Bruce LaBruce and item idem

Interview by
Michael Ladner
Photography by
Bella Lieberberg


Last Sunday at around 7:30 p.m. CET at the Hebbel am Ufer theatre in Berlin-Kreuzberg, a massive iron curtain thundered upwards, marking the premiere of Bruce LaBruce’s first-ever staging of Arnold Schönberg’s melodrama Pierrot Lunaire. Leave it to Bruce LaBruce to transform Schönberg’s opera of sorts into a one-hour-long gender-bending tale of impossible love, guilt, and confusion — complete with a neo-expressionist stage design including a dick-guillotine and dildos aplenty. A day before the premiere Bruce and his art director Cyril Duval aka item idem took time out from tending to the production’s final kinks to answer some of BUTT’s pondering questions.

Michael: Bruce La Bruce directing an opera? I didn’t know you were a lover of classical music.
Bruce: I’ve never been an opera queen, although I listen to a classical music station whenever I’m at my barber’s, who always has it on. So I don’t know much about opera, but I like the sound of it: dramatic and melodramatic. But the classical music world per se doesn’t interest me so much. It seems kind of stuffed and mounted.
So how did this project come to be? Did you choose Pierrot Lunaire yourself? What drew you to this opera?
B: I didn’t choose it; it chose me. The Serbian conductor Premil Petrovic, who is a friend of my frequent collaborator, the actor Susanne Sachße, suggested that we mount a production of Schönberg’s Pierrot Lunaire with Premil conducting and me directing, and Susanne starring. I jumped at the chance to work with Susanne again, and I was also interested in directing an existing musical work that I could interpret.
And how did you join the project, Cyril?
Cyril: Bruce and I have wanted to do a larger production together for few years. About a year and a half ago Bruce mentioned he was going to direct an opera…
B: …we actually prefer to refer to Pierrot Lunaire as simply a musical melodrama now…
C: And Bruce wanted me to be the art director and stage designer. He mentioned that the highlight would be a glory hole-guillotine, and obviously that conceptual slice of humor was just the right thing to bring me in!
The character Pierrot has dramatically evolved over time and can embody a wide range of characteristics from the fool, the narcissist, the dreamer. How did you assemble your Pierrot?
B: I decided to apply a narrative to Pierrot Lunaire, and the one I chose was based on an urban legend from Toronto, a gruesome and tragic tale involving a female-to-male transsexual. So our Pierrot is a female dressed as a male, but also living and believing she is male. It was only after I decided to use this story that I discovered that Schönberg actually intended for the role of Pierrot to be played by a female.
What is the Toronto-based story that was the inspiration for your version?
B: I don’t want to reveal too much. It happened 20 or 30 years ago. A female living as a male decided, for various reasons, she needed a cock of her own, so she went hunting for one… That’s all I can say.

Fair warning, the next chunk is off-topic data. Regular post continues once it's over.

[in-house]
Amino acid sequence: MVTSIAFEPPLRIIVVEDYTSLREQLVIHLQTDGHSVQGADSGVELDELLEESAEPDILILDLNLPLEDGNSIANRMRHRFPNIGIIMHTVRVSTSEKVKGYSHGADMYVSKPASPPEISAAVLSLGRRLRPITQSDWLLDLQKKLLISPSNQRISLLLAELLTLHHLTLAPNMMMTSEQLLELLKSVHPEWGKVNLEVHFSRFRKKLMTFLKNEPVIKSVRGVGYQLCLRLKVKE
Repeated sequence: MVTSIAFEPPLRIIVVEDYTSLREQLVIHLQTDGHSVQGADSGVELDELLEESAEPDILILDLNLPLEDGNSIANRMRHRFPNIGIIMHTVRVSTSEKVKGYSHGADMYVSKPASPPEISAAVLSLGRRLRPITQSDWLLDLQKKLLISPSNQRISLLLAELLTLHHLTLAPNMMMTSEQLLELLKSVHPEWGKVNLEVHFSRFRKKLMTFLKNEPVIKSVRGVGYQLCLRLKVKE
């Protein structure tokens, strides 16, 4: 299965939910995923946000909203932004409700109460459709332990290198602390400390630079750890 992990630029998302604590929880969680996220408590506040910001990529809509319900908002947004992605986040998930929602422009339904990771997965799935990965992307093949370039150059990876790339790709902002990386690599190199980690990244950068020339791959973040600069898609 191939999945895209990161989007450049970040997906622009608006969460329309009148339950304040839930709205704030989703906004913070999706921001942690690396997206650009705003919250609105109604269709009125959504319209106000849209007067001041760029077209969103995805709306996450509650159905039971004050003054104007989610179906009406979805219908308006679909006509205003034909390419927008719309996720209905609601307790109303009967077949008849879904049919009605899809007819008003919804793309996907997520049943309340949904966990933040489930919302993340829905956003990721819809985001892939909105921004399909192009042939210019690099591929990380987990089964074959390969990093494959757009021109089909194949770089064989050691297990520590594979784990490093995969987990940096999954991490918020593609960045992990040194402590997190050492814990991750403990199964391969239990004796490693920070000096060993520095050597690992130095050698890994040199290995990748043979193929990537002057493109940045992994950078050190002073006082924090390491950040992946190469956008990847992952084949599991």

Was there an overall aesthetic concept for the stage design?
C: I tried few paths, first obsessing about a mirrored castle sculpture that Michael Jackson used to own. Then I looked at classical German Expressionism — like Murnau’s Nosferatu, or Fritz Lang’s M — which were the obvious key references. But I also turned to traditional arts like Butoh and Bunraku, who enhanced my Japanese way of understanding what I conceived of as expressionist minimalism. Also some rare Schönberg drawings, early Keith Haring paintings, or movies from the ’80s and ’90s such as Tron, Hellraiser, or Twin Peaks. Finally, I was inspired by the contemporary makeup artist Alex Box and indulging myself in low-key video games from my childhood. In the end it’s like looking down at abyss and falling. I actually call it “Merzbau on Steroids,” based on Kurt Schwitters’s Merzbau. The whole thing is largely rendered in black and white with reflective tape adding another dimension.
What’s the juiciest scene?
B: The dick-capitation! Actually, there are two — a fake one and a “real” one. The dildo situation is kind of complicated. I’m not even sure I understand it yet.
C: Bruce created the concept of dick-capitation, I’m pretty sure this is to be heard again! We ended up using something very simple, an oversized glowing blade sliding down on a web of black rubber. But the body of the guillotine itself is nested in a massive scaffold installation with two infinite poles for Luizo Vega to perform acrobatics on and finally chop his manhood off in a David Copperfield-like stunt.
If you could use the glory hole-guillotine on anybody, whose cock would you chop off?
B: Sarah Palin’s!
C: Lady Gaga’s, though I presume that as Hydra she has several, so more would grow back.

The last performance of Pierro Lunaire at Hebbel am Ufer theatre is tonight, on Thursday, March 10, 2011.

Published on 10 March 2011